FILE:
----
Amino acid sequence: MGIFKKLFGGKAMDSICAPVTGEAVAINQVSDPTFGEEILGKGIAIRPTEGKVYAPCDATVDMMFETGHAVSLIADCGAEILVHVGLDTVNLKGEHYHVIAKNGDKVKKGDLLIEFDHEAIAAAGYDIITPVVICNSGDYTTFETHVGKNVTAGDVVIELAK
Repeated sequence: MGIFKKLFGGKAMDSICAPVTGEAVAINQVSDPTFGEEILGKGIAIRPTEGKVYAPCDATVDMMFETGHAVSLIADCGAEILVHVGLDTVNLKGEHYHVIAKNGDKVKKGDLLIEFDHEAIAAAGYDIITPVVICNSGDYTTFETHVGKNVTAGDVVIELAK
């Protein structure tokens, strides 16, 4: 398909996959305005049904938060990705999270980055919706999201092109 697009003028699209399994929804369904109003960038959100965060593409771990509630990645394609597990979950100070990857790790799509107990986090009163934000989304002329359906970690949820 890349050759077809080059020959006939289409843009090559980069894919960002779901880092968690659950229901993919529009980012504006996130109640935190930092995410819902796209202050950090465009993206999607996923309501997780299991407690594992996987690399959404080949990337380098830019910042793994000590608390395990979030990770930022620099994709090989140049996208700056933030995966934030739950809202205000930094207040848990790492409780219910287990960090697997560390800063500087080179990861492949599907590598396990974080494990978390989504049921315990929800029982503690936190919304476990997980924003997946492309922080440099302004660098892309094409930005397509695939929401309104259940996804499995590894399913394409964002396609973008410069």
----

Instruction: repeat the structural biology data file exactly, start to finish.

Amino acid sequence: MGIFKKLFGGKAMDSICAPVTGEAVAINQVSDPTFGEEILGKGIAIRPTEGKVYAPCDATVDMMFETGHAVSLIADCGAEILVHVGLDTVNLKGEHYHVIAKNGDKVKKGDLLIEFDHEAIAAAGYDIITPVVICNSGDYTTFETHVGKNVTAGDVVIELAK
Repeated sequence: MGIFKKLFGGKAMDSICAPVTGEAVAINQVSDPTFGEEILGKGIAIRPTEGKVYAPCDATVDMMFETGHAVSLIADCGAEILVHVGLDTVNLKGEHYHVIAKNGDKVKKGDLLIEFDHEAIAAAGYDIITPVVICNSGDYTTFETHVGKNVTAGDVVIELAK
């Protein structure tokens, strides 16, 4: 398909996959305005049904938060990705999270980055919706999201092109 697009003028699209399994929804369904109003960038959100965060593409771990509630990645394609597990979950100070990857790790799509107990986090009163934000989304002329359906970690949820 890349050759077809080059020959006939289409843009090559980069894919960002779901880092968690659950229901993919529009980012504006996130109640935190930092995410819902796209202050950090465009993206999607996923309501997780299991407690594992996987690399959404080949990337380098830019910042793994000590608390395990979030990770930022620099994709090989140049996208700056933030995966934030739950809202205000930094207040848990790492409780219910287990960090697997560390800063500087080179990861492949599907590598396990974080494990978390989504049921315990929800029982503690936190919304476990997980924003997946492309922080440099302004660098892309094409930005397509695939929401309104259940996804499995590894399913394409964002396609973008410069």